Our future as a free nation of individuals depends upon each person's ability to manage their affairs without arbitrary policy impositions that constrain our self determination to shape our individual futures according to our own wishes while not imposing on others. This ability rests on an equivalence between our efforts and compensation received in terms of our real incomes that determne our personal ability to access the resources we need for advancement.

1  Hector McNeill is director of SEEL-Systems Engineering Economics Lab

2  "Why the Bank of England cannot solve the cost of living crisis", BSR, 2022.

3  For a more detailed explanation see: "Monetarism & The Cost of Living Crisis", BSR Special Edition, 2022.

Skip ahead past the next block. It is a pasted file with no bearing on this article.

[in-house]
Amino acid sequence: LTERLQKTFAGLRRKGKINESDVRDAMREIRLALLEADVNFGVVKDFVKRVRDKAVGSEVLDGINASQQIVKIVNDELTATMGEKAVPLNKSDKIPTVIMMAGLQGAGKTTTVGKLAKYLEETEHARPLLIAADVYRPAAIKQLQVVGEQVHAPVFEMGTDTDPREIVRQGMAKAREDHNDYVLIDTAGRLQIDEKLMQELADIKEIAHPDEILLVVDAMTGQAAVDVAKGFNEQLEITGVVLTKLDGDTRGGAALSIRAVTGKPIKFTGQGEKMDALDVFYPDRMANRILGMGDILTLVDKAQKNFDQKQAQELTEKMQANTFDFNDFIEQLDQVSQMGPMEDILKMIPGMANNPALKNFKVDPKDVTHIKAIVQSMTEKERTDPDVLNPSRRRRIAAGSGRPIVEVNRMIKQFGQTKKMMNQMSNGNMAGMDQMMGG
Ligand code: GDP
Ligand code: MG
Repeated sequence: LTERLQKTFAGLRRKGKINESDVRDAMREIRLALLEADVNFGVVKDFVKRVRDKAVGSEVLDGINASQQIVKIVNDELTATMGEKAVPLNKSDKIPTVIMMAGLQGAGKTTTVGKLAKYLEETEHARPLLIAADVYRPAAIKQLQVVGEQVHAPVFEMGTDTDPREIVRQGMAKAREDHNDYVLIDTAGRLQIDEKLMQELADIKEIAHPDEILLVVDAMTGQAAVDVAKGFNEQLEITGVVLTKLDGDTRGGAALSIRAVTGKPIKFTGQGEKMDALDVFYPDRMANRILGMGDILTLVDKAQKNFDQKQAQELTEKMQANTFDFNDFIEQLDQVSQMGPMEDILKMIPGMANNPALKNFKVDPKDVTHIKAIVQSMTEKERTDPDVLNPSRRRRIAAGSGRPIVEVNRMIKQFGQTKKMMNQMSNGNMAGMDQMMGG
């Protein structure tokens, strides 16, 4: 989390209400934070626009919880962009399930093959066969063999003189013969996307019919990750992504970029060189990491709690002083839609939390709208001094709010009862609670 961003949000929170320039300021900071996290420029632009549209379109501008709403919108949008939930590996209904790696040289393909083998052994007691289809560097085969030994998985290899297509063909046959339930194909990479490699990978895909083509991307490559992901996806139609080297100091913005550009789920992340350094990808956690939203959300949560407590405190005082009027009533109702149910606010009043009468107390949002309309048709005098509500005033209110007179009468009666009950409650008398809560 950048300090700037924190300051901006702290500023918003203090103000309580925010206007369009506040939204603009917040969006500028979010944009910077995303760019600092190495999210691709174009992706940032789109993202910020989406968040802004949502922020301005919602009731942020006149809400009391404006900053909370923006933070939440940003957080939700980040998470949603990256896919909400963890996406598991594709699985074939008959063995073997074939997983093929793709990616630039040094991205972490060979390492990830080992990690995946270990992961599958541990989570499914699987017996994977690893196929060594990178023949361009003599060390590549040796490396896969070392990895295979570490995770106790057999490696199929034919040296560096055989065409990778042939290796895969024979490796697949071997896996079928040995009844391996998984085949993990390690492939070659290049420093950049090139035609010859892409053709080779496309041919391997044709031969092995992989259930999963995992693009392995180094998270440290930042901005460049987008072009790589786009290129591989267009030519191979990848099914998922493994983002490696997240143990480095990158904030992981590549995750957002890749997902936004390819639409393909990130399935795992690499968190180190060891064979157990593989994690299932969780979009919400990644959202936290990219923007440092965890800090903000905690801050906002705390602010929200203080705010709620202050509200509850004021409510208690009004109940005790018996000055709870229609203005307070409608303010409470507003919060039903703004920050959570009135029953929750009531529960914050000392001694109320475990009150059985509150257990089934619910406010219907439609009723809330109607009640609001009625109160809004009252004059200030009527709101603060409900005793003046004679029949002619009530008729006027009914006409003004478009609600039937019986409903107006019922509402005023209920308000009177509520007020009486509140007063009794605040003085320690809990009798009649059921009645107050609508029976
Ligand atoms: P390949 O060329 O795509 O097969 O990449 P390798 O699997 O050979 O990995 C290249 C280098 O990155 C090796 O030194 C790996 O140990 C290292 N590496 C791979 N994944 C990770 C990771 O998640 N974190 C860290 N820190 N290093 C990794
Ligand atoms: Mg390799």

For a historic review of where policies have gone wrong it is well worth watching the video of a presentation of Steven Kates to the Mises Institute, under the title of: "Why your grandfather's economics was better than yours."

A working paper posted on Cambridge Economics Network sets out the specific contributions of the Real Incomes Approach to economic thought and analysis establishing it as a separate alternative to Keynesianism and monetarism and a distinct school of economic thought: Contributions of the Real Incomes Approach to economic thought - A resumé